Pat DiCesare: The Del Vikings


One night in the middle of sleeping I awoke and had a song running through my mind. I quickly got a piece of paper and a pencil and began writing. The words came to me first. I had written the whole song in about thirty minutes. I called it “I’m Spinning.” In the morning, I went downstairs to the Hammond organ and wrote the music on some scrap paper. The next night, I wrote, “You Say You Love Me.” It was so easy. I wondered why everybody didn’t write songs.


Pat DiCesare: The Beatles 1964

Pat DiCesare: Fright Night at Station Square

Pat can be contacted at [email protected].


A bunch of my friends and I had formed a group known as “The Penn Boys.” We rehearsed in the back room of the Italian Club in Trafford. The members of our group consisted of Don “Dunch” Bray our lead singer, Paul Mediate sang bass — they lived close to each other in Level Green. Queball could sing bass, lead and do falsetto great. In addition, he played drums for the high school band.

Wayne Waltour from nearby Pitcairn sang tenor. I could sing, but I eventually decided that it was best for the group if I took the role as manager, writer, and producer. So, I dropped out as a performer. I quickly introduced the songs to our group. They loved the songs and thought we were ready for the big time.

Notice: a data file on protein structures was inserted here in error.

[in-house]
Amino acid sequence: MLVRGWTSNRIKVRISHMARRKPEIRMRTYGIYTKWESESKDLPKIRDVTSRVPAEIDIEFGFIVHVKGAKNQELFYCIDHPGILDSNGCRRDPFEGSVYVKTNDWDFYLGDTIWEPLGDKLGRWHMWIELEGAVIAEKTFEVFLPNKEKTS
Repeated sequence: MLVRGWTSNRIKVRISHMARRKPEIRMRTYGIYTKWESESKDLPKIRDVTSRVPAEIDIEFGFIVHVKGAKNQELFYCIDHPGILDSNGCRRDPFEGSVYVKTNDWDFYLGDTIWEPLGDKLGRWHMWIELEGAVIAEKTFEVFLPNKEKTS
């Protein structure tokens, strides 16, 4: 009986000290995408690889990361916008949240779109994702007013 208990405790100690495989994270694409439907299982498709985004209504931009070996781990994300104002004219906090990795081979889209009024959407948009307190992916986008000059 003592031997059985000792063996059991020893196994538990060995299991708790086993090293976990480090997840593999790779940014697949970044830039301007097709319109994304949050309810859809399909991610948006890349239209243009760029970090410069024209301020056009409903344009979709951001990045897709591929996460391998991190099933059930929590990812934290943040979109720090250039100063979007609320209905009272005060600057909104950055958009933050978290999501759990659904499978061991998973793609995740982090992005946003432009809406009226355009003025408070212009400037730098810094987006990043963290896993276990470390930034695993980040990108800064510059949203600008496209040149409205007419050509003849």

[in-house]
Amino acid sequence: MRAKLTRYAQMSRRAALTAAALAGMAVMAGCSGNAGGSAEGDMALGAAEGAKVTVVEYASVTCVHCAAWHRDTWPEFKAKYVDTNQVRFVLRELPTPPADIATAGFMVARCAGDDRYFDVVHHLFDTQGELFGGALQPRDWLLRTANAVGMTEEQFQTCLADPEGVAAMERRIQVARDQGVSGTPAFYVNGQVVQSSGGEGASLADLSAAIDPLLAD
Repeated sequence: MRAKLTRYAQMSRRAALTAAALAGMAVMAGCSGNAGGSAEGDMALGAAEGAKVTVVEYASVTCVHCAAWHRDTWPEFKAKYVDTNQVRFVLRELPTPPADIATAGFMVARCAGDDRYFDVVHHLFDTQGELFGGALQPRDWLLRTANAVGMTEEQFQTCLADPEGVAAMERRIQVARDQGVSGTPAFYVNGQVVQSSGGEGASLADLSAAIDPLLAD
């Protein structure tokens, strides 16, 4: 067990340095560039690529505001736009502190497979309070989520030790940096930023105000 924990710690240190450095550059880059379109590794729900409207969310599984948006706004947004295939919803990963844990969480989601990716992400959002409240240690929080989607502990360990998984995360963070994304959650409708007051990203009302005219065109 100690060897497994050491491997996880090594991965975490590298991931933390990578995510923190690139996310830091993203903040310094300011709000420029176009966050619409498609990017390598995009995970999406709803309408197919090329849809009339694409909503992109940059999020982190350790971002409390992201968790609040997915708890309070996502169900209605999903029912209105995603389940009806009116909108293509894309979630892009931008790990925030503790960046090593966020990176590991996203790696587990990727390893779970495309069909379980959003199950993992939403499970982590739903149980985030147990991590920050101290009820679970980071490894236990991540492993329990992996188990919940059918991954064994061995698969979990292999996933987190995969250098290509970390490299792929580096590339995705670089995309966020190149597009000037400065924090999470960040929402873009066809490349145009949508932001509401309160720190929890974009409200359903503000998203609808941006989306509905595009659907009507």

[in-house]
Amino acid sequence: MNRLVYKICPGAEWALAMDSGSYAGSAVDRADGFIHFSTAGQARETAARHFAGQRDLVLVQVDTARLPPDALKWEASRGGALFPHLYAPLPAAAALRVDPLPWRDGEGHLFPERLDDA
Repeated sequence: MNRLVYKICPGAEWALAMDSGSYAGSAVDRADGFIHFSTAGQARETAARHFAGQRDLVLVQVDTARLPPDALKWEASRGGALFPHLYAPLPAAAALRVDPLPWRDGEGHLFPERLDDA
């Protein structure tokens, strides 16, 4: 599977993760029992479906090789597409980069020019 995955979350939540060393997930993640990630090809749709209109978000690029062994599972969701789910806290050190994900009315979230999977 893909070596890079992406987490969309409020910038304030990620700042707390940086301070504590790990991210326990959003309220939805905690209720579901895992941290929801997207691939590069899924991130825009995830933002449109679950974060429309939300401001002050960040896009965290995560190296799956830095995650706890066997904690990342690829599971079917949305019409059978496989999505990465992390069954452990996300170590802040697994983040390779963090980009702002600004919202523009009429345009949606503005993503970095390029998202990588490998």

After we rehearsed some of songs for quite awhile we found a person by the name of John Koloney who lived in Trafford Terrace. He had a reel to reel tape recorder, and we asked him if he would do a demo disc for us, which he graciously agreed to do. We really thought we were something after we had recorded ourselves.


The next week we went to the Boosters dance where Jay Michaels would spin records. Jay was the No. 1 disc jockey in town on WCAE radio. I introduced myself to him and asked him if he would listen to our group. We gave him the tape, and he said he would call us. He did call us back to tell us that he had made arrangements with a New York record producer to come to the studios at WCAE radio at the Carlton House on Grant Street in Pittsburgh to audition several groups. Our group was to be one of them. The date was set a month ahead of time. We anxiously waited for that audition and practiced every day.

I kept in touch with Jay Michaels and he encouraged me to have a lot of original material. “These record producers want to hear new material. Don’t waste their time by singing someone else’s songs,” Jay said. So, I continued to write more songs.